Rolling Stone and morality in journalism

Rolling Stone magazine’s now discredited UVA rape story was a failure on a number of journalistic levels.  It was such a failure that one would think some heads will roll, so to speak.

Unfortunately, that doesn’t appear to be the case.

From The New York Times:

In an interview discussing Columbia’s findings, Jann S. Wenner, the publisher of Rolling Stone, acknowledged the piece’s flaws but said that it represented an isolated and unusual episode and that [Sabrina Rubin Erdely] would continue to write for the magazine. The problems with the article started with its source, Mr. Wenner said. He described her as ‘a really expert fabulist storyteller’ who managed to manipulate the magazine’s journalism process. When asked to clarify, he said that he was not trying to blame Jackie, ‘but obviously there is something here that is untruthful, and something sits at her doorstep.’….

Mr. Wenner said Will Dana, the magazine’s managing editor, and the editor of the article, Sean Woods, would keep their jobs.

In an interview, Mr. Dana said he had reached many of the same conclusions as the Columbia report in his own efforts to examine the article, but he disagreed with the report’s assertion that the magazine had staked its reputation on the word of one source. ‘I think if you take a step back, our reputation rests on a lot more than this one story,’ he said.

Gosh, I wonder if Rolling Stone will at least suspend those involved.  I suppose that will be an “internal matter.”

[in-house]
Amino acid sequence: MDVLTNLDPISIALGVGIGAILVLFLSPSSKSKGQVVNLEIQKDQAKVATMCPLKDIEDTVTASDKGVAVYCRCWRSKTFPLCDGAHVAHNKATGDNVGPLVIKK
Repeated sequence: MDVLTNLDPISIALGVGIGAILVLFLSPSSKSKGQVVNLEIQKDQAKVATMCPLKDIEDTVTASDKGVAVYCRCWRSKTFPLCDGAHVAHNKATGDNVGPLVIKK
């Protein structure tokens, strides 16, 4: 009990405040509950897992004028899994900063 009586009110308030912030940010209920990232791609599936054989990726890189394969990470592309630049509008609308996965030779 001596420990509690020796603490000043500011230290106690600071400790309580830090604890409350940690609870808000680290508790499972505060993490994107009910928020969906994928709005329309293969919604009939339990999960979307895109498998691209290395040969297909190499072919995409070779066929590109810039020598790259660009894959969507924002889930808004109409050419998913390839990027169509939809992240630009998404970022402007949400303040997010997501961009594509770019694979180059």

But as of now, the offending parties will continue to get paid presumably good money to publish even more nonsense in an attempt to advance the left’s social agenda.  They’ll likely have to do a little more fact-checking, though.

Although I’m not paid by any of the news and commentary websites to which I contribute articles – actually, I do more editing than writing – I still consider Catholic journalism my current vocation.

I think it’s most accurate to refer to myself as a Catholic commentator, since I’m always writing from a (biased) Catholic perspective.  I don’t pretend to be an objective reporter – which, in my opinion, doesn’t exist anyway.  All reporters are biased in some fashion; it’s just that mainstream media outlets want their reporters to give a pretense of objectivity.

Most of the time, it fails.

As for me: I don’t claim to be perfect.  There have been times when I’ve written commentaries and even “objective” articles that I later regretted.  When writing about topics and situations that have reputations on the line, it’s something I have to take very seriously.  

There have been occasions when I wasn’t mathematically certain that something occurred, but I was morally certain, so I went ahead and wrote about it.

From a Catholic perspective, I think moral certainty is sufficient for publicizing at least some situations that can be deemed sensitive.  However, I must also take the following into account.

From the Catechism of the Catholic Church, paragraph 2477:

Respect for the reputation of persons forbids every attitude and word likely to cause them unjust injury.  He becomes guilty:

- of rash judgment who, even tacitly, assumes as true, without sufficient foundation, the moral fault of a neighbor;

- of detraction who, without objectively valid reason, discloses another's faults and failings to persons who did not know them;

- of calumny who, by remarks contrary to the truth, harms the reputation of others and gives occasion for false judgments concerning them.

All of this is very important to me, and it should be important to non-Catholic commentators as well.